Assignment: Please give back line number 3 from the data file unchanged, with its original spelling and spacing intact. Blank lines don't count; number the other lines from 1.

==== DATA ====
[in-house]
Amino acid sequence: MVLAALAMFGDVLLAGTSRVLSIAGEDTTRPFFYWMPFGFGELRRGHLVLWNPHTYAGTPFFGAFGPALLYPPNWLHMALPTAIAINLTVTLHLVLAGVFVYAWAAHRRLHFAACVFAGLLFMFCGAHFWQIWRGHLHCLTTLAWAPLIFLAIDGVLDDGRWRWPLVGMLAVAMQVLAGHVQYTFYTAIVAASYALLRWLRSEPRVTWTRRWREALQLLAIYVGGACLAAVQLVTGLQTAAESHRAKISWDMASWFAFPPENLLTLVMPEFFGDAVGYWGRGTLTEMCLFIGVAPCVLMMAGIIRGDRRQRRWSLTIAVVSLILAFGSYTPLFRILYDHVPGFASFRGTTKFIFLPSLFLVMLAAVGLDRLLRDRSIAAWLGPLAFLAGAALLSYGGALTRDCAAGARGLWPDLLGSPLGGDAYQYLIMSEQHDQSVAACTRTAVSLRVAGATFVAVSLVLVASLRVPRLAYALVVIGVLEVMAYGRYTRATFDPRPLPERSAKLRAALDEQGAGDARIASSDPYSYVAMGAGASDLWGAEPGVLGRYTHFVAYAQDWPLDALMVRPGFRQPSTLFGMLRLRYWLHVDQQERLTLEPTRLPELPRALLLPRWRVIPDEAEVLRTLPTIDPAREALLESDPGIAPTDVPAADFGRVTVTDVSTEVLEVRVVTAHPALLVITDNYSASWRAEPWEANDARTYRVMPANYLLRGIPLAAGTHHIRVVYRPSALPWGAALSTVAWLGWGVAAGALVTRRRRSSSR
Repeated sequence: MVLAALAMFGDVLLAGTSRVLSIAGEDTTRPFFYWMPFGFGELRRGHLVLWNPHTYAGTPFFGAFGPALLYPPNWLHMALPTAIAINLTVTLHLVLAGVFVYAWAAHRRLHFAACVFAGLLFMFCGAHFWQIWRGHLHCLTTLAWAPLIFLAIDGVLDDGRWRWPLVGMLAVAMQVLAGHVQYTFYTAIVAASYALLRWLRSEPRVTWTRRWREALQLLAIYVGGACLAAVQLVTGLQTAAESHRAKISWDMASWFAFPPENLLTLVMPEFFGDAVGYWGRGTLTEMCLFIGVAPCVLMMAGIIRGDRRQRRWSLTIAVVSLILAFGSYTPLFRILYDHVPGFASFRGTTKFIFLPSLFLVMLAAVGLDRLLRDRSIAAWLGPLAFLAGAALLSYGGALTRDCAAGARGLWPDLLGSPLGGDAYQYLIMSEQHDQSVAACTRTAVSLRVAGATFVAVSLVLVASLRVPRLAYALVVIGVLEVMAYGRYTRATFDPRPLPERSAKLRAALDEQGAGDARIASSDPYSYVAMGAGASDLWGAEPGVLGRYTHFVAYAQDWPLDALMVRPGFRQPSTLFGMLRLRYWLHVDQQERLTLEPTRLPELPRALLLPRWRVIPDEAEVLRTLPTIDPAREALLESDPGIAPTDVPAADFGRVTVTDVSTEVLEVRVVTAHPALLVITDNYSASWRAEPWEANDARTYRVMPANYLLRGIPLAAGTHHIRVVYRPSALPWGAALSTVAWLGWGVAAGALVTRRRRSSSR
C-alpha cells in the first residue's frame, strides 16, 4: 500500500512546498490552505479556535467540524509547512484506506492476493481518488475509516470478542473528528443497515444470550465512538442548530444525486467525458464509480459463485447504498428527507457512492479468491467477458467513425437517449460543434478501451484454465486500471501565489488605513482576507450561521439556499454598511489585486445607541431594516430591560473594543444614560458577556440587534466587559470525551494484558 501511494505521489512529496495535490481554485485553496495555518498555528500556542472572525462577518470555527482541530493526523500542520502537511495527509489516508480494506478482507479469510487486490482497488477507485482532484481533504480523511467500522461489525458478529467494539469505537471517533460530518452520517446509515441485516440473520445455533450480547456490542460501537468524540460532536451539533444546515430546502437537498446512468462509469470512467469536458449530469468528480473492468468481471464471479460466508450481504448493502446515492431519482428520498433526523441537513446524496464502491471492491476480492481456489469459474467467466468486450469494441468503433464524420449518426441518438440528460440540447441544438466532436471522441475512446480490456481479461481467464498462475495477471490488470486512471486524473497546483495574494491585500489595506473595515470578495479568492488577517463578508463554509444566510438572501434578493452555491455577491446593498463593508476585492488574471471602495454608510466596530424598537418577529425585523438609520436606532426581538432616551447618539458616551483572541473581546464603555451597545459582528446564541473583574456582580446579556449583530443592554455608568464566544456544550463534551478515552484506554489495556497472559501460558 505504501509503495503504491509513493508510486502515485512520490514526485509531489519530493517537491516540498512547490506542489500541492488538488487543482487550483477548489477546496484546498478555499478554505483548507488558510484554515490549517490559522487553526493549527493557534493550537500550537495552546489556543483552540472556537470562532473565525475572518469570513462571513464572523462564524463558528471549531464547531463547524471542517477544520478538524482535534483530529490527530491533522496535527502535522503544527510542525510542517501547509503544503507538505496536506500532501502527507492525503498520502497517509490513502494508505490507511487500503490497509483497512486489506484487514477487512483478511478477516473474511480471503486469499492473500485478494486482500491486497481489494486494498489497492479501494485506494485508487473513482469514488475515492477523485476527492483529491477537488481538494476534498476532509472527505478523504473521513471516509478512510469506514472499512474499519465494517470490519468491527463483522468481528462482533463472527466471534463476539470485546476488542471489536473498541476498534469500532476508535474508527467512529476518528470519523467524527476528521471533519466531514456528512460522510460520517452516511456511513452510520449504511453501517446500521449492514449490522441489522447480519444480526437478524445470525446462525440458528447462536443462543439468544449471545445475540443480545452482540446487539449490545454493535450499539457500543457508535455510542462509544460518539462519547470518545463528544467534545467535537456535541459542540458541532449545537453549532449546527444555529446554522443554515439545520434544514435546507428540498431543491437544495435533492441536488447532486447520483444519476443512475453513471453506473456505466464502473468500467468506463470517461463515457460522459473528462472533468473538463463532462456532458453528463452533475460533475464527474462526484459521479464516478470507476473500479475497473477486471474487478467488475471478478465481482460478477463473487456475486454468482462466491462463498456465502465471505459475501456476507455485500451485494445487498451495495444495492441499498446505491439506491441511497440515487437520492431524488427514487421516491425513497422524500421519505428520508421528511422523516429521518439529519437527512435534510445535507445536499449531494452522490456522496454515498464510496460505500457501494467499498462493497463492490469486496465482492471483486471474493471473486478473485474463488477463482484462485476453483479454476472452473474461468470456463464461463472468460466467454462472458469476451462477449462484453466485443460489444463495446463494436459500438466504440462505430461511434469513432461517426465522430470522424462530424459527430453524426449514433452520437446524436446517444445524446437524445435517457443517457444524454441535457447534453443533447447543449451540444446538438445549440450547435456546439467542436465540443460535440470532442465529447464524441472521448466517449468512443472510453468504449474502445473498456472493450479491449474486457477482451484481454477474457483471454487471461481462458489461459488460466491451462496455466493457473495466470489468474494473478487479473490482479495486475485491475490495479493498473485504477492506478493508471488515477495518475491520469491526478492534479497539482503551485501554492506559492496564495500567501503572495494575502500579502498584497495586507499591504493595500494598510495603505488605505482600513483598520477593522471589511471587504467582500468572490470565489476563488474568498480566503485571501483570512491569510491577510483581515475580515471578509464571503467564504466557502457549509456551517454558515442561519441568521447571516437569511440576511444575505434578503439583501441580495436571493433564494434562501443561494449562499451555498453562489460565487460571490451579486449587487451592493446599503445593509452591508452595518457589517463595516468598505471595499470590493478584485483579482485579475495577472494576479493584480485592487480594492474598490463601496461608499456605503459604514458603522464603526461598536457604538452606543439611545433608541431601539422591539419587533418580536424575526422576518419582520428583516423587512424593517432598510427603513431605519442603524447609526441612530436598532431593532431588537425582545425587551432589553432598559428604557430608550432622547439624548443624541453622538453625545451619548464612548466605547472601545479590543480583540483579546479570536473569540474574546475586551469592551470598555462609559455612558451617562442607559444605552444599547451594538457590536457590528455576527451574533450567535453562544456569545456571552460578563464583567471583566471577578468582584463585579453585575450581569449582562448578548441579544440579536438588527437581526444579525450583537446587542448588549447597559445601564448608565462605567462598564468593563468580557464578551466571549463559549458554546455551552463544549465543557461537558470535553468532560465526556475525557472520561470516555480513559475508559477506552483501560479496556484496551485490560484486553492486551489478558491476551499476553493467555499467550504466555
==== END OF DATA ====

Repeated sequence: MVLAALAMFGDVLLAGTSRVLSIAGEDTTRPFFYWMPFGFGELRRGHLVLWNPHTYAGTPFFGAFGPALLYPPNWLHMALPTAIAINLTVTLHLVLAGVFVYAWAAHRRLHFAACVFAGLLFMFCGAHFWQIWRGHLHCLTTLAWAPLIFLAIDGVLDDGRWRWPLVGMLAVAMQVLAGHVQYTFYTAIVAASYALLRWLRSEPRVTWTRRWREALQLLAIYVGGACLAAVQLVTGLQTAAESHRAKISWDMASWFAFPPENLLTLVMPEFFGDAVGYWGRGTLTEMCLFIGVAPCVLMMAGIIRGDRRQRRWSLTIAVVSLILAFGSYTPLFRILYDHVPGFASFRGTTKFIFLPSLFLVMLAAVGLDRLLRDRSIAAWLGPLAFLAGAALLSYGGALTRDCAAGARGLWPDLLGSPLGGDAYQYLIMSEQHDQSVAACTRTAVSLRVAGATFVAVSLVLVASLRVPRLAYALVVIGVLEVMAYGRYTRATFDPRPLPERSAKLRAALDEQGAGDARIASSDPYSYVAMGAGASDLWGAEPGVLGRYTHFVAYAQDWPLDALMVRPGFRQPSTLFGMLRLRYWLHVDQQERLTLEPTRLPELPRALLLPRWRVIPDEAEVLRTLPTIDPAREALLESDPGIAPTDVPAADFGRVTVTDVSTEVLEVRVVTAHPALLVITDNYSASWRAEPWEANDARTYRVMPANYLLRGIPLAAGTHHIRVVYRPSALPWGAALSTVAWLGWGVAAGALVTRRRRSSSR